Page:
Hay fever season: prevention, treatments and how it could affect your insurance!

For some people the very mention of summer brings on a sneezing fit and makes your nose run, eyes itch. If you’re one of them, you’re probably already stocking up on hay fever pills. In fact, around 20% of people in the UK (around 10 million people in England) are affected by hay fever.Could hay fever affect your insurance?
Hay fever is an unpleasant allergy to pollen, which causes widespread suffering in the warmer months when there is more pollen in the air.

Not only will victims be blighted with tickly throats and constant nose wiping, now it’s possible that they could be invalidating their car insurance too.

How can hay fever affect cover

Make sure you read the packaging carefully before taking hay fever medication and getting behind the wheel.

The Road Traffic Act does not distinguish between illegal drugs, prescription drugs or over the counter remedies. Meaning, in theory, you could face a drug-driving conviction for driving after taking certain hay fever tablets.

A drug-driving conviction could cost up to £5000 and could see points added to your licence. Any conviction will normally increase your premiums too.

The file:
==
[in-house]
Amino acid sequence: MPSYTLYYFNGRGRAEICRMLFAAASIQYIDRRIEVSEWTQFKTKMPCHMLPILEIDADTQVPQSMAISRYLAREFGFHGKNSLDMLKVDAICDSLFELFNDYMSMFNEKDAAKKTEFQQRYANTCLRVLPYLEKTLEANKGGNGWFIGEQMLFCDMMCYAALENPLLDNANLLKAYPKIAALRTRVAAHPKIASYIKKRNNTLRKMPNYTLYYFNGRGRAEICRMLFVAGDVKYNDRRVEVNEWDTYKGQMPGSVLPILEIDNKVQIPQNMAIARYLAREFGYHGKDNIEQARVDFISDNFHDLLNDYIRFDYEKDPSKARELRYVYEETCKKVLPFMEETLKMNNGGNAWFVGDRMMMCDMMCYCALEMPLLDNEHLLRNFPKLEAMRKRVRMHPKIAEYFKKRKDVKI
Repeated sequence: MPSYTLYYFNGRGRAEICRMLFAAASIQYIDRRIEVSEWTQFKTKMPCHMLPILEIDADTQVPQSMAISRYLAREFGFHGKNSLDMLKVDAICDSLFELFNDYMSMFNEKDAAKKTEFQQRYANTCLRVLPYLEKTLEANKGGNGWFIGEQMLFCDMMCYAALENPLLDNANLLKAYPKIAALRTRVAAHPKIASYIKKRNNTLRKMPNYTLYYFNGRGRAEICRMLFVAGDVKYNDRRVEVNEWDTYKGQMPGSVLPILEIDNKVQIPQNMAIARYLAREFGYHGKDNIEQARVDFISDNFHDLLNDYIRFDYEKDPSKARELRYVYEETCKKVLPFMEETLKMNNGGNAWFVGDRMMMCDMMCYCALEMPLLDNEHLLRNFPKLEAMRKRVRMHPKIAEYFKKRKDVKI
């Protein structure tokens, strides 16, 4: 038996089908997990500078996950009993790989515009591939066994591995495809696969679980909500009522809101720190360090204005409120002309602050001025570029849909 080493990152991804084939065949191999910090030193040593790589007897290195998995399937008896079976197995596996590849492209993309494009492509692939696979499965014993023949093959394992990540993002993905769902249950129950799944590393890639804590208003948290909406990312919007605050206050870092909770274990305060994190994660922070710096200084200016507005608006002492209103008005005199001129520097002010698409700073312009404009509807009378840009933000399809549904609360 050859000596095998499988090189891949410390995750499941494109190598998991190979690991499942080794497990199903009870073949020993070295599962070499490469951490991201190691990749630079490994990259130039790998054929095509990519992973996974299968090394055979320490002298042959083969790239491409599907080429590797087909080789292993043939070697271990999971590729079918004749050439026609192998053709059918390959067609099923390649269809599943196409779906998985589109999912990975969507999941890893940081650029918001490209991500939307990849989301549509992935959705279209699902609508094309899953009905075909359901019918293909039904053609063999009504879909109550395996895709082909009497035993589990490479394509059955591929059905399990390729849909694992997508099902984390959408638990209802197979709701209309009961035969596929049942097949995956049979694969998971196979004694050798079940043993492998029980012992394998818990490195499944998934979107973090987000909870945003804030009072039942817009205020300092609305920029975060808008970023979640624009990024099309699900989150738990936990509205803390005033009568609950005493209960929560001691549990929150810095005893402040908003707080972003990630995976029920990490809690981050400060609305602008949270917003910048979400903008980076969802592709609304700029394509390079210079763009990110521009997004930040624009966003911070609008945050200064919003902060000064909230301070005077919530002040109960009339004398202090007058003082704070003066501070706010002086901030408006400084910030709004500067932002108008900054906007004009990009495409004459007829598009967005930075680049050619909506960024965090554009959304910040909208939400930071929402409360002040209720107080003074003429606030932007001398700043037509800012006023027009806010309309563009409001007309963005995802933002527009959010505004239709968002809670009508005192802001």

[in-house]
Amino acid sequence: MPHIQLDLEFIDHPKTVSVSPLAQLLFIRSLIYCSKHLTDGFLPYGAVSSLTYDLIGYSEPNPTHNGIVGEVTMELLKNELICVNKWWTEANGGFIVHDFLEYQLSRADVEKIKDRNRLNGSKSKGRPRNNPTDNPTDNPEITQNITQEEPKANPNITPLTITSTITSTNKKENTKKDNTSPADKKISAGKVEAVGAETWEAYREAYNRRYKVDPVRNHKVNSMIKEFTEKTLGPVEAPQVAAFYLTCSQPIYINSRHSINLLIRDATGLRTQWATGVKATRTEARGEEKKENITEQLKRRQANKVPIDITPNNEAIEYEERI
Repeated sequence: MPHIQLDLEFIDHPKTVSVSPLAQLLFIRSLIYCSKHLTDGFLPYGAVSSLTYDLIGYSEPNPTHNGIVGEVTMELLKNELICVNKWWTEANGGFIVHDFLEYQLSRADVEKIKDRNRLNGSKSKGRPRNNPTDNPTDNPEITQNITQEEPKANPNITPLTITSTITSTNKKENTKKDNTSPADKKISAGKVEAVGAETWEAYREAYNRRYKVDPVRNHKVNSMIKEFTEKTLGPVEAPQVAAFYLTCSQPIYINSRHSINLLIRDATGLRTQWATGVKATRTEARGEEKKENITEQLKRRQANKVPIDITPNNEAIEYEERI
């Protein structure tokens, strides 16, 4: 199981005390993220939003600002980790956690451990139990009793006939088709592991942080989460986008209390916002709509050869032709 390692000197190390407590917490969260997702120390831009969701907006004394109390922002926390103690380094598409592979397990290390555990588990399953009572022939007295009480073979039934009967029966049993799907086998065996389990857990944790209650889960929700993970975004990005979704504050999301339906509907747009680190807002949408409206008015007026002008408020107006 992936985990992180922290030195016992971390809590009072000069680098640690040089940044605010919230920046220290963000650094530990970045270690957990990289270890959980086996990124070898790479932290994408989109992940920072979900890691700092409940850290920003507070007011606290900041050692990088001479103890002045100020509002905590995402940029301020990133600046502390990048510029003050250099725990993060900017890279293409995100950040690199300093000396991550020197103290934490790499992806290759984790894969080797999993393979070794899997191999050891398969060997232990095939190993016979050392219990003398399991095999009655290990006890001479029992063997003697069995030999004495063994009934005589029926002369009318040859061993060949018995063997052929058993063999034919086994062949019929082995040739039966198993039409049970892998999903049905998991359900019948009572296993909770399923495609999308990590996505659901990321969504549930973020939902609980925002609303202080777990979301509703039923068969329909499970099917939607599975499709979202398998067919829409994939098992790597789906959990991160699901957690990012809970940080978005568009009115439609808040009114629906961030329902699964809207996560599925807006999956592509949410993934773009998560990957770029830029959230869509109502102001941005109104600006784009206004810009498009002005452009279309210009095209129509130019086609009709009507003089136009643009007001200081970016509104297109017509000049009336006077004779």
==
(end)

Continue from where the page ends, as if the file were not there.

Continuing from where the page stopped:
Insurer Swinton recently reminded motorists that some allergy medications can cause side effects like dizziness, drowsiness and confusion. Be aware of this if you’re planning on driving and acknowledge any warnings and advice outlined on the medication packaging.

What is hay fever?

Medically speaking, hay fever is a type of allergic rhinitis that’s caused by pollen. The allergic reaction causes the inside of the nose to become inflamed. The allergen can cause problems with the nose, sinuses, eyes and throat.

During an allergic reaction the body releases a chemical called histamine which causes these symptoms. Hay fever medication is an anti-histamine.

How can I prevent it?

– Avoid mowing the lawn and freshly cut grass.
– Wear wrap-around sun glasses to shield your eyes from pollen.
– Vacuum regulary and dust with a damp cloth to remove polllen from your home.
– Shower regulary after spending time outside to remove pollen from your body.
– Avoid fresh flowers in the home.
– Keep windows closed if possible (in car and home)
– Consider a pollen filter for the air vents in your car.

Are there any natural treatments?

Aside from over-the-counter anti-histamine tablets, nasal sprays and eye drops – there are a few natural suggestions you could try too. However, the effectiveness of alternative treatments may vary and may not work/be suitable for everyone.

It has been claimed that acupuncture, homeopathy and herbal remedies can help relieve/prevent hay fever symptoms. Always discuss options with your GP first.

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